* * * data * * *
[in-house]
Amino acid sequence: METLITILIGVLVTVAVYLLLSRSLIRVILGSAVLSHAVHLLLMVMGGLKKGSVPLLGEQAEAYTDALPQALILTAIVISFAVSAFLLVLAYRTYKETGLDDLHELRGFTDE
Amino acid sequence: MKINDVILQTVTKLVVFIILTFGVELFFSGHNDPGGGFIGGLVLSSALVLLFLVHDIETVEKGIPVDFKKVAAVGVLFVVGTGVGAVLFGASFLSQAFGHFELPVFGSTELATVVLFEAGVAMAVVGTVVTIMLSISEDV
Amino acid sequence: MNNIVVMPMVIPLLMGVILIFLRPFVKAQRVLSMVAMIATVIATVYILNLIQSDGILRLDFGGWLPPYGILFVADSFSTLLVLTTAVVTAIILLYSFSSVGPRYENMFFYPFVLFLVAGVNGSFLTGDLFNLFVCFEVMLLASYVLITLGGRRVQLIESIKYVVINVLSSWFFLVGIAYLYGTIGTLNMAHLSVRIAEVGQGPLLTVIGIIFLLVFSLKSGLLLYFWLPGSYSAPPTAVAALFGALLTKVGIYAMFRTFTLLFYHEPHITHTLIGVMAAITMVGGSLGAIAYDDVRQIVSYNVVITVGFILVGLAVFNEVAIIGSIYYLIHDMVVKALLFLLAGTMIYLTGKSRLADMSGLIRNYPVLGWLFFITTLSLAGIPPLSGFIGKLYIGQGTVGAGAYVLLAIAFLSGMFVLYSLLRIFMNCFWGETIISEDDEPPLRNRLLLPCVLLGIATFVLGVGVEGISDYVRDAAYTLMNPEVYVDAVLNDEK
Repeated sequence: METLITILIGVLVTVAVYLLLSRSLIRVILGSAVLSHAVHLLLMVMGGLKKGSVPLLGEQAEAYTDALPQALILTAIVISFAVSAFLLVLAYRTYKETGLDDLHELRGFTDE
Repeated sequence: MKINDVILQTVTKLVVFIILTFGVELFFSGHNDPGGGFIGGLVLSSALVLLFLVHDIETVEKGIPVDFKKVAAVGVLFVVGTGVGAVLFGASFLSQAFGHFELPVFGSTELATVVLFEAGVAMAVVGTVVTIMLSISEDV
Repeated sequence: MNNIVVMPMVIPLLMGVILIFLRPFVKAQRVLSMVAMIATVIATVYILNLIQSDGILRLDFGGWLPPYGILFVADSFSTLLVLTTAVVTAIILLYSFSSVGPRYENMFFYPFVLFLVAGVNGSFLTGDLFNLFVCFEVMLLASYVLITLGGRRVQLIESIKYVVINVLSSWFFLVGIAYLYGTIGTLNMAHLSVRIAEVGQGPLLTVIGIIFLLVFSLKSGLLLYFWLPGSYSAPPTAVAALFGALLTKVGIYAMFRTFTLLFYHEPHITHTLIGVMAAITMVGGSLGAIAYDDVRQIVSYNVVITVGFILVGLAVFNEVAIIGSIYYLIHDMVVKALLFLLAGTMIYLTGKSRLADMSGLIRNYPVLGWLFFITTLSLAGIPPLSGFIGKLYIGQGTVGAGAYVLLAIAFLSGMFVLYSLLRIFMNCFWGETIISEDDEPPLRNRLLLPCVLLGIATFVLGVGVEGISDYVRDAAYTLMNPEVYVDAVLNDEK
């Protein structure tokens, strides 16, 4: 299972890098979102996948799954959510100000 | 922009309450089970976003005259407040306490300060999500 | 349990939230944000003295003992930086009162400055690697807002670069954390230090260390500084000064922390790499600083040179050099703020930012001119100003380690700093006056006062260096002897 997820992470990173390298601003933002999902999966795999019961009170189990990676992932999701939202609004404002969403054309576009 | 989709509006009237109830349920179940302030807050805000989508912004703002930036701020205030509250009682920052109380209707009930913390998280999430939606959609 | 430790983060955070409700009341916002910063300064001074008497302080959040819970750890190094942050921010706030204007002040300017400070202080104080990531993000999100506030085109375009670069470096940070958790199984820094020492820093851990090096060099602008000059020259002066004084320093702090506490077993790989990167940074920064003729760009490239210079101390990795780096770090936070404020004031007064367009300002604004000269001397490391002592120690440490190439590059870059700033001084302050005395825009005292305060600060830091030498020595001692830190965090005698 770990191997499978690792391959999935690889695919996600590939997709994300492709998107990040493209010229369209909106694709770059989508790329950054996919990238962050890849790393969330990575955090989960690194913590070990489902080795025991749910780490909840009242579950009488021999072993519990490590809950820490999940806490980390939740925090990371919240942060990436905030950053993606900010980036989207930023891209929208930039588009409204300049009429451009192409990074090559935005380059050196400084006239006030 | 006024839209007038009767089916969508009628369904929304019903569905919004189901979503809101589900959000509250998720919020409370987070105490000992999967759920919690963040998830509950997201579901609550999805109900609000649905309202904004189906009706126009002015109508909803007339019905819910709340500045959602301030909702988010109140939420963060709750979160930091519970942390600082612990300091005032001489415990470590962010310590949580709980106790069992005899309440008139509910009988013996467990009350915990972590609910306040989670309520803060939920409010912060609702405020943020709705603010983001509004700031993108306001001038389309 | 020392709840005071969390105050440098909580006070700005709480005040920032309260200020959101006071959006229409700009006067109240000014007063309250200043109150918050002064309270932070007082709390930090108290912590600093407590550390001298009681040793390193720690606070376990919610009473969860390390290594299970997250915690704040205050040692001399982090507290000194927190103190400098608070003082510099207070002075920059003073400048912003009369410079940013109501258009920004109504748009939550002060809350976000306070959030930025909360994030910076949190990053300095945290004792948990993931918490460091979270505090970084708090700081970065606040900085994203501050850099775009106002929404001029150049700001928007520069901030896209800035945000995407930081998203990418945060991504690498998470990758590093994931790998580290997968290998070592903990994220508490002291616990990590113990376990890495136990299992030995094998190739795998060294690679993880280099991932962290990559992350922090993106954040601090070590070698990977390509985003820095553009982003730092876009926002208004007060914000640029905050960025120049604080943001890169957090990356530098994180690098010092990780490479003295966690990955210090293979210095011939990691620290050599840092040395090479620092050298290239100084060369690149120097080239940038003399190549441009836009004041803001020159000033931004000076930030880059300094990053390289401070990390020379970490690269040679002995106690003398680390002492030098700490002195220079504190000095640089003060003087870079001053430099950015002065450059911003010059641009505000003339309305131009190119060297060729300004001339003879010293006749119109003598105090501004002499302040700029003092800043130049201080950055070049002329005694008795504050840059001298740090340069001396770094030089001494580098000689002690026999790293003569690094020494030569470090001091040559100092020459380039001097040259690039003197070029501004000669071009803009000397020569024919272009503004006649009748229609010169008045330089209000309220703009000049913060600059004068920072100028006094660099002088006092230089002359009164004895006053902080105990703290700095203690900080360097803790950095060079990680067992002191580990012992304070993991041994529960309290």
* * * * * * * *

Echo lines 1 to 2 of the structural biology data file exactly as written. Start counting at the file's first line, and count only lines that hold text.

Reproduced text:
[in-house]
Amino acid sequence: METLITILIGVLVTVAVYLLLSRSLIRVILGSAVLSHAVHLLLMVMGGLKKGSVPLLGEQAEAYTDALPQALILTAIVISFAVSAFLLVLAYRTYKETGLDDLHELRGFTDE